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From queen’s necklace to wedding tiara – the sparkling story of one of the most famous royal gems of all

Beatrice, Edoardo crop

It’s become one of the big questions in the run up to a royal marriage – which tiara will the bride wear? It’s now an accepted part of any Windsor wedding and the decision of Princess Beatrice to wear the same tiara as her grandmother did as a bride for her big day is both sentimental and rather significant.

For Beatrice is now the third generation of Queen Elizabeth II’s family to wear this all diamond diadem for her wedding day. The Princess Royal also chose this tiara for her first marriage in 1973. A gem that almost fell apart before its first royal marriage outing is now firmly cemented as the ultimate Windsor wedding tiara.

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And these sparklers link the modern royals with the past in some rather special ways, too. They began life as a necklace, presented by Queen Victoria to the princess she had selected as a future queen consort. When Mary of Teck married the future George V, on July 6th 1893, she received endless jewels as wedding gifts from relations and amongst them was that diamond necklace from Victoria. Mary later had it turned into a tiara to add to her rather impressive collection.

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By 1947, the role of royal matriarch had passed to Mary and as her beloved granddaughter, Elizabeth, got ready for her own marriage, it was this tiara that ended up in the starring role as the bride’s pick. It was far from ready for its close up. It broke just as the princess was dressing, causing its very own version of royal wedding day panic. The bride’s mother, later the Queen Mother, famously told her daughter not to worry as there were plenty of others to choose from, an understatement if ever there was one. But Elizabeth, calm and determined, had her heart set on this fringe tiara. It was sent off for some quick repairs and when she appeared at Westminster Abbey just hours later, no one was any the wiser.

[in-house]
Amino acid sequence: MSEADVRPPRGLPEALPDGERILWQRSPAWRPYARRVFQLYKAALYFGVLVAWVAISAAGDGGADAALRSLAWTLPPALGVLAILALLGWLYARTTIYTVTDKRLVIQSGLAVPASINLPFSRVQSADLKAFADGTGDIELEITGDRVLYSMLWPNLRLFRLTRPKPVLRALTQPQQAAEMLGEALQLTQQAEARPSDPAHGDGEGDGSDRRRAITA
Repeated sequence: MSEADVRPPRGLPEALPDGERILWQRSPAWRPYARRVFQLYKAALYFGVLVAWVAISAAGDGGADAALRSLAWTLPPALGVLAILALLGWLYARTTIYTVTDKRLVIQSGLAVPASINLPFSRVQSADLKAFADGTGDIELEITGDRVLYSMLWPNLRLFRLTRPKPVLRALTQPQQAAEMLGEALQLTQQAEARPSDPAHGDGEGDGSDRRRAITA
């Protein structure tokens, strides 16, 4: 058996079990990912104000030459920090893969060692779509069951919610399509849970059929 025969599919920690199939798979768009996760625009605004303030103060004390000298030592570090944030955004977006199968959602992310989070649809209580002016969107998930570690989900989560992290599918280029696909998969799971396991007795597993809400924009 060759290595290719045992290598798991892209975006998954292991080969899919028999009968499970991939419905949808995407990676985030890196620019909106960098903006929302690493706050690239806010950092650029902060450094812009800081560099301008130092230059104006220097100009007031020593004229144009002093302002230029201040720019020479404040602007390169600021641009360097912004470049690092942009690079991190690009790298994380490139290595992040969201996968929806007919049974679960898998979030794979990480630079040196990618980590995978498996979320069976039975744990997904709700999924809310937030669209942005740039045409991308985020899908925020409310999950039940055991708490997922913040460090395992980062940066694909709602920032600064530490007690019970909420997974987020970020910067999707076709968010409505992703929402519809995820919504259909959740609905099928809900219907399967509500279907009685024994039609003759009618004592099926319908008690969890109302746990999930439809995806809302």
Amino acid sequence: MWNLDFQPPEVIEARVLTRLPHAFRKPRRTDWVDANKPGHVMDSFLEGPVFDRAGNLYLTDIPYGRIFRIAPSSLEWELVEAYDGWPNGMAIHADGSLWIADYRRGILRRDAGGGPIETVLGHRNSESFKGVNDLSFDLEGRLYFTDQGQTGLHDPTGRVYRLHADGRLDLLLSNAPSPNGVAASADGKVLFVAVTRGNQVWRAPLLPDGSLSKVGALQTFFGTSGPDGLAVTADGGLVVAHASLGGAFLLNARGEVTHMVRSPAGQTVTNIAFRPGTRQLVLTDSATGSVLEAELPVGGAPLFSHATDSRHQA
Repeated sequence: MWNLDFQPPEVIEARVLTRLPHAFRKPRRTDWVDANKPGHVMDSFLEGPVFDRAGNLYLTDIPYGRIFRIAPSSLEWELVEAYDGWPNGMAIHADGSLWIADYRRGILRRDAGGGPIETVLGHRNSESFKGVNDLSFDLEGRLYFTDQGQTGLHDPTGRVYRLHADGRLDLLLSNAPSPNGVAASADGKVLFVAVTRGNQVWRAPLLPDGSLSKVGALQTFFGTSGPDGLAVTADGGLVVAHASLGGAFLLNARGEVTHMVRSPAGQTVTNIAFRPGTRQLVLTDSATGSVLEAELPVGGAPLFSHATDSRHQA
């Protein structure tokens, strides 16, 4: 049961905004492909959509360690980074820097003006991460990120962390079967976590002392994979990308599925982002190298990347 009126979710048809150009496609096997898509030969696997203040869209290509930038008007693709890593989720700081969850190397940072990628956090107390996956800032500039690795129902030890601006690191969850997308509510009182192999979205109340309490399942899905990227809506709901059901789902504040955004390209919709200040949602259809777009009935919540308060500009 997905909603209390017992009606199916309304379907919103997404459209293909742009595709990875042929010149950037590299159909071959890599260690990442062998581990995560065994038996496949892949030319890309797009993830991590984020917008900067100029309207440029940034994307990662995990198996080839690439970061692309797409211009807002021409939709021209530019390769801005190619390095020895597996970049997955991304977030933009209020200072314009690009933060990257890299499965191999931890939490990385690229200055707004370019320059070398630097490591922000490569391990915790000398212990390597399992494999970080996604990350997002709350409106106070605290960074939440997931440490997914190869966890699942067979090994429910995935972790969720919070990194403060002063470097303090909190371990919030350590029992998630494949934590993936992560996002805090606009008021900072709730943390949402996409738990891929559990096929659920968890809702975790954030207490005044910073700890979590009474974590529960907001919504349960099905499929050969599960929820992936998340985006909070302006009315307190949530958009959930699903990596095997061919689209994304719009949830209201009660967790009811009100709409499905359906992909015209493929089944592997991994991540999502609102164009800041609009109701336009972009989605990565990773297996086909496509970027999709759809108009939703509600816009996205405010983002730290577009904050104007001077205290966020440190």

That is until they examine the photos. It is clear in the wedding album that a slight wobble has appeared in the rows of diamonds set in gold and silver. However, it held together and its place in royal wedding history was cemented when Elizabeth II’s only daughter, Anne, chose to wear the same diadem for her marriage to Captain Mark Phillips on November 14th 1973. On this occasion, the diamonds didn’t break but given Anne’s reputation for a steely gaze, they perhaps didn’t dare.

The decision of Beatrice to also wear this rather pretty if simple fringe tiara means that it has now been used by three generations of House of Windsor and gives it a real royal wedding link. No pressure on Princess Charlotte but this sparkler is now the go to for royal brides.

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About author

Lydia Starbuck is Jubilee and Associate Editor at Royal Central and the main producer and presenter of the Royal Central Podcast and Royal Central Extra. Lydia is also a pen name of June Woolerton who is a journalist and writer with over twenty years experience in TV, radio, print and online. Her latest book, A History of British Royal Jubilees, is out now. Her new book, The Mysterious Death of Katherine Parr, will be published in March 2024. June is an award winning reporter, producer and editor. She's appeared on outlets including BBC 5 Live, BBC Radio Ulster and BBC Local Radio and has also helped set up a commercial radio station. June is also an accomplished writer with a wide range of material published online and in print. She is the author of two novels, published as e-books. She is also a marriage registrar and ceremony celebrant.